Refereeing is a critical element in judo development, especially in maintaining the integrity and fairness of competition judo at all levels.
Refereeing is challenging, rewarding and above all provides a great sense of satisfaction when taking charge of important matches. Refereeing helps equip people with life skills such as confidence and decisiveness, these attributes help referees in many other things they do.
Whether you want to referee at local competitions, area competitions or take charge of an Olympic final, there are refereeing roles available to suit most skill sets.
What does Refereeing involve?
The referee structure is made up of 8 levels, starting at club level and ending with International A licence level. The differing levels in combination with the ranking system makes gives the referees eligibility for progressively more challenging events to officiate at.
Referee’s duties include:
- Responsibility of ensuring that the contest is fought within the rules of the sport at that particular level, awarding any applicable scores and penalties.
- Working in a team of three with two judges who sit at the mat control table, the judges assist the referee and occasionally use technology to help them make decisions on difficult scenario’s (Care System).
- The referees and judges are supported by the “Referee in Charge” who has overall responsibility for the refereeing at an event.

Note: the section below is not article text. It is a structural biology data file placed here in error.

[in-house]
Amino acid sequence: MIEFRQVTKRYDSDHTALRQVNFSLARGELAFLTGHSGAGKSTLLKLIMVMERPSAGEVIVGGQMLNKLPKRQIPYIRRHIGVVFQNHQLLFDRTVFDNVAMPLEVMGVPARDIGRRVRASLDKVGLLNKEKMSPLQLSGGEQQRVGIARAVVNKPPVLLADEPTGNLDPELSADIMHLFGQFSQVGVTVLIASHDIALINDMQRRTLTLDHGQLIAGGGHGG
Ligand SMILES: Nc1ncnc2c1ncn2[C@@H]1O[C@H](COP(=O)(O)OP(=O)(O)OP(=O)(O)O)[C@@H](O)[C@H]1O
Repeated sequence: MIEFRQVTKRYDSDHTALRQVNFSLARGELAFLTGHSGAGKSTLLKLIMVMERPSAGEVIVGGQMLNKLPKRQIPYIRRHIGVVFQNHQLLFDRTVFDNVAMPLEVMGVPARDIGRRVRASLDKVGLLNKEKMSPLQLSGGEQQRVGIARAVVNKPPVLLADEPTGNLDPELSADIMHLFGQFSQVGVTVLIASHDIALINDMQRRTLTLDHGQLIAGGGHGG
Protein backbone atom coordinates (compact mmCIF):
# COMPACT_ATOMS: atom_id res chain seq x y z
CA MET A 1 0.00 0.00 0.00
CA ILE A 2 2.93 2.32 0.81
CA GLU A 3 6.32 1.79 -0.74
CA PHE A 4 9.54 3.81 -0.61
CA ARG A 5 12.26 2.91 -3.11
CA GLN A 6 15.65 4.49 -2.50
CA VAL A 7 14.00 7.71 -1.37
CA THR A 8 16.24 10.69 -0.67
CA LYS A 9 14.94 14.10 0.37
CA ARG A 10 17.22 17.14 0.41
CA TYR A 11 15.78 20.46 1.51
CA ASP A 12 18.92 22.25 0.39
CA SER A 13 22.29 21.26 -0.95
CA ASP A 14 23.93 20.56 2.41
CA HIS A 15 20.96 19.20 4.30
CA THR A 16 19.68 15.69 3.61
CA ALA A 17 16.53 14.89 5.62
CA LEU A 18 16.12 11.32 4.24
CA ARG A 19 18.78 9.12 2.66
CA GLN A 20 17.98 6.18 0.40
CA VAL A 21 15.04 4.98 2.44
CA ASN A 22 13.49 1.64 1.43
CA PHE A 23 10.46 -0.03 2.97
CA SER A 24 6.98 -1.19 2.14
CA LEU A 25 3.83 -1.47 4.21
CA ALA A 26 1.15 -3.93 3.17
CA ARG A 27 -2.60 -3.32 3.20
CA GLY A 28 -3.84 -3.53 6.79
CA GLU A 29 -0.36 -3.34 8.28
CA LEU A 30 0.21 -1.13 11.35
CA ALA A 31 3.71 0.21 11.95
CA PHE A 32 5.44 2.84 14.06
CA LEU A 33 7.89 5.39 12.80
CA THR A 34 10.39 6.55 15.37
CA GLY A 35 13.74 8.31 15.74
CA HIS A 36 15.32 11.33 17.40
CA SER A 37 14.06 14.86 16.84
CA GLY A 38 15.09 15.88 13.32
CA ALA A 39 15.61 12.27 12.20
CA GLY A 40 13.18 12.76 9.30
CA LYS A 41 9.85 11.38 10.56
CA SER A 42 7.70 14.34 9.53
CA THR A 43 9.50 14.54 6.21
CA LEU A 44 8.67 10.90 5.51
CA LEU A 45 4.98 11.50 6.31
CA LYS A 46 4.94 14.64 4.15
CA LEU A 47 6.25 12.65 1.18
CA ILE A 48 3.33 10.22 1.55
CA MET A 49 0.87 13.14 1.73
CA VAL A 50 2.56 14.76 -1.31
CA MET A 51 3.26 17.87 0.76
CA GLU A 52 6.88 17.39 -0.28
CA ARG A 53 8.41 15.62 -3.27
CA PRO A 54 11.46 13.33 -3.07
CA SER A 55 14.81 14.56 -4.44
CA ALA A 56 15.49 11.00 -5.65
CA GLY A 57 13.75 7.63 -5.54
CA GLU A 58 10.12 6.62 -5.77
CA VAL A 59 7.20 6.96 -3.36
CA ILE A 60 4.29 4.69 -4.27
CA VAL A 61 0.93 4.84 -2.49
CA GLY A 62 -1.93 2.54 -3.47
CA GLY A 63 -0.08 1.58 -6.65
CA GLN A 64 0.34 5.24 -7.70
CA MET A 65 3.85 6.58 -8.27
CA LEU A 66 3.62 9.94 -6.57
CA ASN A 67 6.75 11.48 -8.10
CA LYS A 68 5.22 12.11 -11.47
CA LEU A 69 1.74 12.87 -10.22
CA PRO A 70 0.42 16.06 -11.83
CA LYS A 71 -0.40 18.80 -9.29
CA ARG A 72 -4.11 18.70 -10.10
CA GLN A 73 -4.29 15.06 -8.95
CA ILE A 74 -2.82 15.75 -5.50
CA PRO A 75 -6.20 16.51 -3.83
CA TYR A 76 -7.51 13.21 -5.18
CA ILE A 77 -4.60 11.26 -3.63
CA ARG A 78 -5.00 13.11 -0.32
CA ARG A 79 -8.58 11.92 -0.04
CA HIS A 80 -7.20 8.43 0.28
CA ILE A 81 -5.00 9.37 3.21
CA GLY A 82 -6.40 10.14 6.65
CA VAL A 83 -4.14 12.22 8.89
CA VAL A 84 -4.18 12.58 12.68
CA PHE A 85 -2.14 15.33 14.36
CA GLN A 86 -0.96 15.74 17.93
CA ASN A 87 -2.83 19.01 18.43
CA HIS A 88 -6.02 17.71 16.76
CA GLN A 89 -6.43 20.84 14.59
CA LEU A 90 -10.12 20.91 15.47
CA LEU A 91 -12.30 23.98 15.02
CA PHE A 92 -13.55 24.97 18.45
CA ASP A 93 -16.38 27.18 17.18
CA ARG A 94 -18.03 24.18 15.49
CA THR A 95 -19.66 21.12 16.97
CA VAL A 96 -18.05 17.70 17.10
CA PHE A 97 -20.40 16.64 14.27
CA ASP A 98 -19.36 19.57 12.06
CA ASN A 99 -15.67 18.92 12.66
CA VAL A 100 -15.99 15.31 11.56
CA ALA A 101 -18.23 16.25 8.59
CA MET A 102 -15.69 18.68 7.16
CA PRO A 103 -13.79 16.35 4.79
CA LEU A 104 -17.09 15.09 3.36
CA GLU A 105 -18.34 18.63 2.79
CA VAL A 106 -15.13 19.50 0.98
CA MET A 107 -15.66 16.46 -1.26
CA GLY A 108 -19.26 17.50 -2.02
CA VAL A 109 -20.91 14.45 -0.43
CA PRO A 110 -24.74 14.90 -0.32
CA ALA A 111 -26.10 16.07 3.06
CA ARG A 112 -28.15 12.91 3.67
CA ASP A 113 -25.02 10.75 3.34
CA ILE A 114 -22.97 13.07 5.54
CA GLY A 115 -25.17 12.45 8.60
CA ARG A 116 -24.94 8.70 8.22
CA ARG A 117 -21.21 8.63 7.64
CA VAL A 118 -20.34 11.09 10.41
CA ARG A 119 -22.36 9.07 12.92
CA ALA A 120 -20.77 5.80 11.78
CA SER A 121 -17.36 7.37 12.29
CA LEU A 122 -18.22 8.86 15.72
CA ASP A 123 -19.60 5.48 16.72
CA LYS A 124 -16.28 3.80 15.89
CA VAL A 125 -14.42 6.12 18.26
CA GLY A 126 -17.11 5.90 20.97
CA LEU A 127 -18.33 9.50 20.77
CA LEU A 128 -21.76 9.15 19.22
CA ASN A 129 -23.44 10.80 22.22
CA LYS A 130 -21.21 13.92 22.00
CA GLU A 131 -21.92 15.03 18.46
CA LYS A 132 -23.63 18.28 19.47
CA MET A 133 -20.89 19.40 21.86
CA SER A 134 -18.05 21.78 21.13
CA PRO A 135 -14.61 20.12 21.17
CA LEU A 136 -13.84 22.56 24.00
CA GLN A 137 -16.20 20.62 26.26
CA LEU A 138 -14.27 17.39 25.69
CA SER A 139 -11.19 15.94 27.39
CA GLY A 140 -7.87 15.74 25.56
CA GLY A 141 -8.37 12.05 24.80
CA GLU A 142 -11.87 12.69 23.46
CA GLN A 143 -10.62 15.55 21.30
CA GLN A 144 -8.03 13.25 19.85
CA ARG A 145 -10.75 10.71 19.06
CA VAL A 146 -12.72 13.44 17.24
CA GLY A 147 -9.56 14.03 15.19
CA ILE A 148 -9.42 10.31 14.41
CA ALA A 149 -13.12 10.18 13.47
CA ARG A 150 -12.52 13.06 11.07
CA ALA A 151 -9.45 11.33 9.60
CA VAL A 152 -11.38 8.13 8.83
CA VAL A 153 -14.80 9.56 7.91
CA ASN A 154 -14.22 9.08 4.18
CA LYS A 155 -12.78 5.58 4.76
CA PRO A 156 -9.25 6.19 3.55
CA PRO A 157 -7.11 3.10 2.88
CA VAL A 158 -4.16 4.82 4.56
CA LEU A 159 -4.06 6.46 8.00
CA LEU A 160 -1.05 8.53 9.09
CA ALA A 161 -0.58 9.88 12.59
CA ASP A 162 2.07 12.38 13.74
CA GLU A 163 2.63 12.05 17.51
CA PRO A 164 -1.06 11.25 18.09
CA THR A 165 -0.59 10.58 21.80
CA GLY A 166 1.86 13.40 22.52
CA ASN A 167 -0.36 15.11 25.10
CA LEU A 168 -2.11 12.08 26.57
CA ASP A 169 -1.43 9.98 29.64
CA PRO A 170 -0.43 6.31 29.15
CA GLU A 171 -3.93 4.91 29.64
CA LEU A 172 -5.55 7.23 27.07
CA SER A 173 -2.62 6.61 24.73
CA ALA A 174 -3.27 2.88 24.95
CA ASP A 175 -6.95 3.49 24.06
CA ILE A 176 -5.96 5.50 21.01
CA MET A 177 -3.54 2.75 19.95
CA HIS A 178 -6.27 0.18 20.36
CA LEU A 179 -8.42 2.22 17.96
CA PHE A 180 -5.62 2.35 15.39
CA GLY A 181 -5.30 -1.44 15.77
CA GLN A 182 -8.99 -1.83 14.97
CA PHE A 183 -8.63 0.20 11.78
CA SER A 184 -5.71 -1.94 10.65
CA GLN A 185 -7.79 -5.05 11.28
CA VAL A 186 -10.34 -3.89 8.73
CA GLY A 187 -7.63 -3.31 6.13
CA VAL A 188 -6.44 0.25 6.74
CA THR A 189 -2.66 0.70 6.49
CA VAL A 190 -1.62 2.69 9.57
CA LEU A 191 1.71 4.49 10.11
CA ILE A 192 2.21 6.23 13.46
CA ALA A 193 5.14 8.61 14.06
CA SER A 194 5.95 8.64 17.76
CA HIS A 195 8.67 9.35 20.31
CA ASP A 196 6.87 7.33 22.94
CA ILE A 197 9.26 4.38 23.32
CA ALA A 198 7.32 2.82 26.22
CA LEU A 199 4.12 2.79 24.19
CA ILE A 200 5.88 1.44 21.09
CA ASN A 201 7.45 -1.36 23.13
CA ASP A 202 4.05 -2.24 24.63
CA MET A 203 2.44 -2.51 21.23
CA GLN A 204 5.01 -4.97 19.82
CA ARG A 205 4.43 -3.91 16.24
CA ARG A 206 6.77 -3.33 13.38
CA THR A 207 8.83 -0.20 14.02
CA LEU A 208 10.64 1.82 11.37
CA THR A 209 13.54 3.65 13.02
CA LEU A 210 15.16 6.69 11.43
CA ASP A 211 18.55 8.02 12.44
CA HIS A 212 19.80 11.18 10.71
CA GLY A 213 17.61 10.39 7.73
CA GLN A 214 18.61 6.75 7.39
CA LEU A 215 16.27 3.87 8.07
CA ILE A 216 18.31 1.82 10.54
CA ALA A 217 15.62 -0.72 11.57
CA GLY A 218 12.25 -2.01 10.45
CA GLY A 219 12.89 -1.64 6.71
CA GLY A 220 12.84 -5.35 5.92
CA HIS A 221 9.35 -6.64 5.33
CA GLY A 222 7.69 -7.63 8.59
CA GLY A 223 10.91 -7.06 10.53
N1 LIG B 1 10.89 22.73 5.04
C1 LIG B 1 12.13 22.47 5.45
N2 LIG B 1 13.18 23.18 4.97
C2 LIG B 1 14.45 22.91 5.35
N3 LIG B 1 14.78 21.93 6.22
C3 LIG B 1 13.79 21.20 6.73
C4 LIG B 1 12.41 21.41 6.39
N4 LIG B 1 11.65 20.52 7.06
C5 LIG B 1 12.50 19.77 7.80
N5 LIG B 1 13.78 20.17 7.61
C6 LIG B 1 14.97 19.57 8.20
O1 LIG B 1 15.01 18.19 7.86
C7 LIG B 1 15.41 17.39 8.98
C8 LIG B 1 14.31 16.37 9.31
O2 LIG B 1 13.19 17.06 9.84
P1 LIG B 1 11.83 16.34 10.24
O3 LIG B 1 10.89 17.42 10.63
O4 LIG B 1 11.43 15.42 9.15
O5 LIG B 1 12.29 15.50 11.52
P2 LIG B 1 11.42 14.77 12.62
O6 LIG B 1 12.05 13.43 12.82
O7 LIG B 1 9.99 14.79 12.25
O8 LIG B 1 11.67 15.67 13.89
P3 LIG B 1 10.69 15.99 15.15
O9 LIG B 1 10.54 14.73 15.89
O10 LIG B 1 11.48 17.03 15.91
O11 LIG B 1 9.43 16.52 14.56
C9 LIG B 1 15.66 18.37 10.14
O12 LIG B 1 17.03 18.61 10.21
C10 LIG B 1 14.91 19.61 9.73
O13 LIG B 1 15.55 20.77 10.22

- The “Referee in Charge” main duties are mat allocations, briefings, appeals and enquiry management.
Who does the role suit?
Referee roles are suited to appropriately experienced and graded athletes who are willing to support events at levels appropriate to their refereeing ability.
Refereeing is ideally suited to people who are good at fast and accurate decision making and take pride in staying abreast of the latest developments of competition judo.
British Judo offer through formal education courses the required education and training from the first level to the last. However, the EJU and IJF are the only ones authorised to facilitate final examinations at continental and international levels.
What skills are required to become a good Referee?
Referees need to be able to concentrate for long periods of time and have the clarity of thought to make accurate decisions quickly against prescribed criteria. Referees need a thorough understanding of the contest rules of judo in the varying environments they referee in and must be able to effectively demonstrate the correct application of those rules.
How can I get involved in Refereeing?
If you want to get involved in refereeing, you will need to be at least green belt and 12 years old, from then on you will have a whole career mapped out for you in refereeing.
You will need to attend a referee education course to develop your referee knowledge and ability, this will also include a theoretical examination. A practical examination will follow for those who are successful on their education and theory module.